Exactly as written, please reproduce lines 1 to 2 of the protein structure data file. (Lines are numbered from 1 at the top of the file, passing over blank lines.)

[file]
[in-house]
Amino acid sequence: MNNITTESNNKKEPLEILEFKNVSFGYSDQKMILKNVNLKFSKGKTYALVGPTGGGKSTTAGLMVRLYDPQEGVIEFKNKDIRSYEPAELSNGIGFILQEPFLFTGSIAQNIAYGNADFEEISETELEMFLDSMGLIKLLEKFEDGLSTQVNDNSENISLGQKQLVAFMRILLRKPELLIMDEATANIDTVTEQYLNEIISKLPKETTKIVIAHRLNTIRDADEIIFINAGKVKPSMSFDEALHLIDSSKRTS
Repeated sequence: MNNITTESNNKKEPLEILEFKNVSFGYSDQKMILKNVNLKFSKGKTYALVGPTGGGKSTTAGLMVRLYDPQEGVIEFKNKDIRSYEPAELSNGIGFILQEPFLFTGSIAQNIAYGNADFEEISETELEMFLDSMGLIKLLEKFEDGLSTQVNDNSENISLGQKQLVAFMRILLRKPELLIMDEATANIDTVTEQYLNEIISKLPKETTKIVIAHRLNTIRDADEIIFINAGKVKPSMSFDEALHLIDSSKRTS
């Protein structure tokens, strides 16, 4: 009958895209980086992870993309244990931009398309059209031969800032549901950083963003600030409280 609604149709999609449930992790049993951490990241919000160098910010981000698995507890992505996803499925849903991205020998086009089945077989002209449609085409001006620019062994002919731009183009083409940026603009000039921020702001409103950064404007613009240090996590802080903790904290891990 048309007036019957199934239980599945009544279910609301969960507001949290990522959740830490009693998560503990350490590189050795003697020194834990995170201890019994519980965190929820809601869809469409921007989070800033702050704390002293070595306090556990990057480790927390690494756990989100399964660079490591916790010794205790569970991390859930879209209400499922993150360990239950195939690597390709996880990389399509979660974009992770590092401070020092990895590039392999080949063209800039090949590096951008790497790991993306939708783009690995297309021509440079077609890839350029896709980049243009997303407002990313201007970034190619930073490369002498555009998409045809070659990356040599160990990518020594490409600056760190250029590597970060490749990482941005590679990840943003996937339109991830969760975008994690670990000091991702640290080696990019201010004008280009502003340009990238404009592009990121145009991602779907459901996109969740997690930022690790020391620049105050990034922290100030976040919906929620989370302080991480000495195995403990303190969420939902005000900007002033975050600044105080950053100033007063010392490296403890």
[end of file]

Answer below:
[in-house]
Amino acid sequence: MNNITTESNNKKEPLEILEFKNVSFGYSDQKMILKNVNLKFSKGKTYALVGPTGGGKSTTAGLMVRLYDPQEGVIEFKNKDIRSYEPAELSNGIGFILQEPFLFTGSIAQNIAYGNADFEEISETELEMFLDSMGLIKLLEKFEDGLSTQVNDNSENISLGQKQLVAFMRILLRKPELLIMDEATANIDTVTEQYLNEIISKLPKETTKIVIAHRLNTIRDADEIIFINAGKVKPSMSFDEALHLIDSSKRTS